Here's more information about the benefit, and the recipients of the honors:

The Herbert Berghof (HB) Studio and the HB Playwrights Foundation will host a tribute to the acclaimed and accomplished actor/comedians Anne Meara and Jerry Stiller in a gala celebration at The Players Club on Monday, November 10, 2008. Richard Pergolis of Pergolis Swartz will be the Corporate Chair of the event and television personality Joy Behar will be the MC for the evening. Anne Jackson and Eli Wallach will present the third annual Herbert Berghof - Uta Hagen Achievement Award to Ms. Meara and Mr. Stiller, given in memory of the actor/director Herbert Berghof and his wife and partner, the storied actress and master teacher Uta Hagen. The award recognizes theatre artists of extraordinary talent, achievement, and humanity who, in the conduct of their professional and artistic practice, have demonstrated an exemplary commitment to the vitality, integrity, and mission of the theatre and its community.

The evening will include a cocktail reception, dinner, and a musical presentation featuring jazz musician David Amram and an excerpt from HB Ensemble member Danusia Trevino's one woman show "Wonder Bread." The tribute will also feature remarks by 2007 Honoree Fritz Weaver, John Guare, Kevin James, Doris Roberts, Amy and Ben Stiller and Joseph Benincasa, Executive Director of The Actors' Fund. Ticket prices range from $300 for an individual ticket to $5,000 for a table for 10 and a full-page tribute in the souvenir program for the event.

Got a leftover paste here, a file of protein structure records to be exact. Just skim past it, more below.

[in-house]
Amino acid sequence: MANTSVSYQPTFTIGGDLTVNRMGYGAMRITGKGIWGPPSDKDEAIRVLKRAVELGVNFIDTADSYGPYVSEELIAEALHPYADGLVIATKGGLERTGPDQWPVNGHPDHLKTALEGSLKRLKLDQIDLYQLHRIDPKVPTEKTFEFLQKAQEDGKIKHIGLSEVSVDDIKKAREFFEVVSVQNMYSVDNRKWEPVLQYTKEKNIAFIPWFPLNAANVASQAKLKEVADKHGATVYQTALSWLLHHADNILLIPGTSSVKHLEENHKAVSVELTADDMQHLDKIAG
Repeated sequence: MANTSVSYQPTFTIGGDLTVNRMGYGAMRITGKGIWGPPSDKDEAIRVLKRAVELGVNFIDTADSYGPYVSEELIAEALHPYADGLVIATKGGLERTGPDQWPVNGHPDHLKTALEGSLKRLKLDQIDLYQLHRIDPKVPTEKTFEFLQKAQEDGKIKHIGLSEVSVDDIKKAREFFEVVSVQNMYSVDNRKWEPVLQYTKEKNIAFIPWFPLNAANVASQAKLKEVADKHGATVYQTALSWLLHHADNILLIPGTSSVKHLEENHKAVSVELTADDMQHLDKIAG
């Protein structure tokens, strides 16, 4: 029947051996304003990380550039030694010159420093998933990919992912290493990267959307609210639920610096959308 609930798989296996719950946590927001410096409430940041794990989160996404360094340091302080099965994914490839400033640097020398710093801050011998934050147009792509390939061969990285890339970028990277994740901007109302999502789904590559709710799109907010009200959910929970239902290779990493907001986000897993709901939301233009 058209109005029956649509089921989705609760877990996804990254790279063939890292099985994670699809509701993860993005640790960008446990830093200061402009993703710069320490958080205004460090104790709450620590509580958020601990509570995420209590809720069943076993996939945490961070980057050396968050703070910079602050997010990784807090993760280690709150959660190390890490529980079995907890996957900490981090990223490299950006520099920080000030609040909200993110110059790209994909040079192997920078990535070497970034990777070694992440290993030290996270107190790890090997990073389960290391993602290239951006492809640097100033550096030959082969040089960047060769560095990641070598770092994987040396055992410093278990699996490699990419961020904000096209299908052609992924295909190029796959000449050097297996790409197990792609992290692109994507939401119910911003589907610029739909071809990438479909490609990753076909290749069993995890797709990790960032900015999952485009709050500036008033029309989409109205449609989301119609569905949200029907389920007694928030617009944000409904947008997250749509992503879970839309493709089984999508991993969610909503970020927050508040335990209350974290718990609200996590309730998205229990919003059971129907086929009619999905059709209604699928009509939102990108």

The honorary committee for the gala includes Jason Alexander, Barbara Barrie, Jill Clayburgh and David Rabe, Tom Fontana, New York State Assemblymember Deborah Glick, John Guare, Anne Jackson and Eli Wallach, Kevin James, Rochelle Oliver and Fritz Weaver, Carol Ostrow, David Hyde Pierce, New York City Council Speaker Christine Quinn, Doris Roberts, Jon Stewart, Christine Taylor and Ben Stiller, Amy Stiller, Renee Taylor and Joe Bologna, and Marlo Thomas.

For information and reservations, please email to, or contact Peter Bloch, Managing Director, at 212.675.2370 x6.


Anne Meara has been nominated for five Emmy Awards. Her recent credits include appearances on Sex in the City and King of Queens. Her writing credits include After-Play produced Off-Broadway at Theatre Four and The Manhattan Theatre Club, for which she won the John Gassner Award. Another play, Down The Garden Paths, was done Off-Broadway and regionally starring Anne Jackson and Eli Wallach. Anne also created the role of Bunny in John Guare's House of Blue Leaves, received a Tony Award nomination for Anna Christie at The Roundabout Theatre, appeared in the feature film Like Mike, and in Night at the Museum with her son, Ben Stiller. She was also co-writer and star of The Other Woman, a CBS movie of the Week, which won a Writer's Guild Award.